I wished to highlight today a paper recently published in the veterinary disease surveillance literature which I found particularly interesting. The study, led by French and Thai researchers, looked at how cultural practices may shape zoonotic diseases surveillance, and can be found in the journal Transboundary and Emerging Diseases.
When faced by the under-reporting of zoonotic disease outbreaks like those of highly pathogenic avian influenza (HPAI), authorities ought to look into the determinants of passive surveillance reporting in order to improve its effectiveness. The team of researchers interviewed native chicken farmers in rural Thailand in a bid to better understand what may motivate them/or discourage to report HPAI suspicions to sanitary authorities. And while technically illegal, the lucrative cockfighting business is still going strong.
“Results show that the presence of cockfighting activities in the area negatively affected the willingness of all chicken farmers and other actors to report suspected HPAI cases. The high financial and affective value of fighting cocks contradicted the HPAI control policy based on mass culling.”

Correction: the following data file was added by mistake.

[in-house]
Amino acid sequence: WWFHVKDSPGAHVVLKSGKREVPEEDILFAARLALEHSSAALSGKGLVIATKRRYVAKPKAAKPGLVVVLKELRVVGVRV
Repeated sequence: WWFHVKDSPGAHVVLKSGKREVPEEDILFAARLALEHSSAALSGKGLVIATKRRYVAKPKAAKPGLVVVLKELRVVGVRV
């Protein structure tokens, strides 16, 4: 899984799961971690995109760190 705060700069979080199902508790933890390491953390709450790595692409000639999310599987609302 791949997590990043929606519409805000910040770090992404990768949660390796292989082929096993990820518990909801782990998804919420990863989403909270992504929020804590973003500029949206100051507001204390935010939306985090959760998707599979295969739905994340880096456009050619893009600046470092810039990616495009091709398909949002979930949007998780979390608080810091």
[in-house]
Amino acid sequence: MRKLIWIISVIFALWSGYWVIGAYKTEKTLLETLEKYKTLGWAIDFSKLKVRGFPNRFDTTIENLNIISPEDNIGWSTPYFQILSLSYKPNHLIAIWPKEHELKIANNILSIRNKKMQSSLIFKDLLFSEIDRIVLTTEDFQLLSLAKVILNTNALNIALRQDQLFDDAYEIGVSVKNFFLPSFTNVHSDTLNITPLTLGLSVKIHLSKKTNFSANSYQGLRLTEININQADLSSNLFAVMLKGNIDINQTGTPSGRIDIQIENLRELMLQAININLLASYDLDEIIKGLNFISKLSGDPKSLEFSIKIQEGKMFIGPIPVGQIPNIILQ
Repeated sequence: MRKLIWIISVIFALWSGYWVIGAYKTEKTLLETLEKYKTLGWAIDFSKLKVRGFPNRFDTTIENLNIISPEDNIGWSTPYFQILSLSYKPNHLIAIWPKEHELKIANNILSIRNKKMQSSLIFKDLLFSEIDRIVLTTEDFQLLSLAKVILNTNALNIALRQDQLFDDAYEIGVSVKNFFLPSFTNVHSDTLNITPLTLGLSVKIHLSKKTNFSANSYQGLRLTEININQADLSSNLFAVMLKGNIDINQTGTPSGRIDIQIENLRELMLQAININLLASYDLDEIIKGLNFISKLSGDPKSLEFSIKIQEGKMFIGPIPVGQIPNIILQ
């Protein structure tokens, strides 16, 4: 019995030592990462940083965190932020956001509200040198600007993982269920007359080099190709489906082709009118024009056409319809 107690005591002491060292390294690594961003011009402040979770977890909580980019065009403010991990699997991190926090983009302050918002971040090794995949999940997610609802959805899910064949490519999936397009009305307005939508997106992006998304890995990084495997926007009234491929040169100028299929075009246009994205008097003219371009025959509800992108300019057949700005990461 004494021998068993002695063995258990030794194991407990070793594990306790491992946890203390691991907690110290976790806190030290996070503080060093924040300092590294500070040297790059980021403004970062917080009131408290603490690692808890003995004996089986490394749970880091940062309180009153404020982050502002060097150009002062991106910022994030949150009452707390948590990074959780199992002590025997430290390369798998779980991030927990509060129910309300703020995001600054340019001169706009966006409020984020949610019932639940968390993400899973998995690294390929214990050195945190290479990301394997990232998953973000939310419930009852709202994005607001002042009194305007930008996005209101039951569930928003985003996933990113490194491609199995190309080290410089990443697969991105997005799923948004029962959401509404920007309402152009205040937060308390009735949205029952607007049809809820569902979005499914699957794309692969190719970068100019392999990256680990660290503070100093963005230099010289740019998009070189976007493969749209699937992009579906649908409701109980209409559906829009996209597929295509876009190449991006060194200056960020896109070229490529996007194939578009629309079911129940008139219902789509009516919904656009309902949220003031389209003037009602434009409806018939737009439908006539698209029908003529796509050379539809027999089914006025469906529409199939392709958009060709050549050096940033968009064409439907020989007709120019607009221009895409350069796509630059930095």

Interestingly, cockfighting rings also constituted the center of poultry health information networks, allowing disease awareness information to diffuse rapidly to the rest of the network through social ties and “the shared purpose of protecting valuable cocks”.
This nice paper illustrates well the importance of understanding the economic, social and cultural determinants of passive disease surveillance and the necessity to account for them if one wants to run an effective surveillance system.
So if you can’t fight’em…don’t necessarily join them… but at least build bridges with these informal networks.
Nice work A. Delabouglisse and colleagues!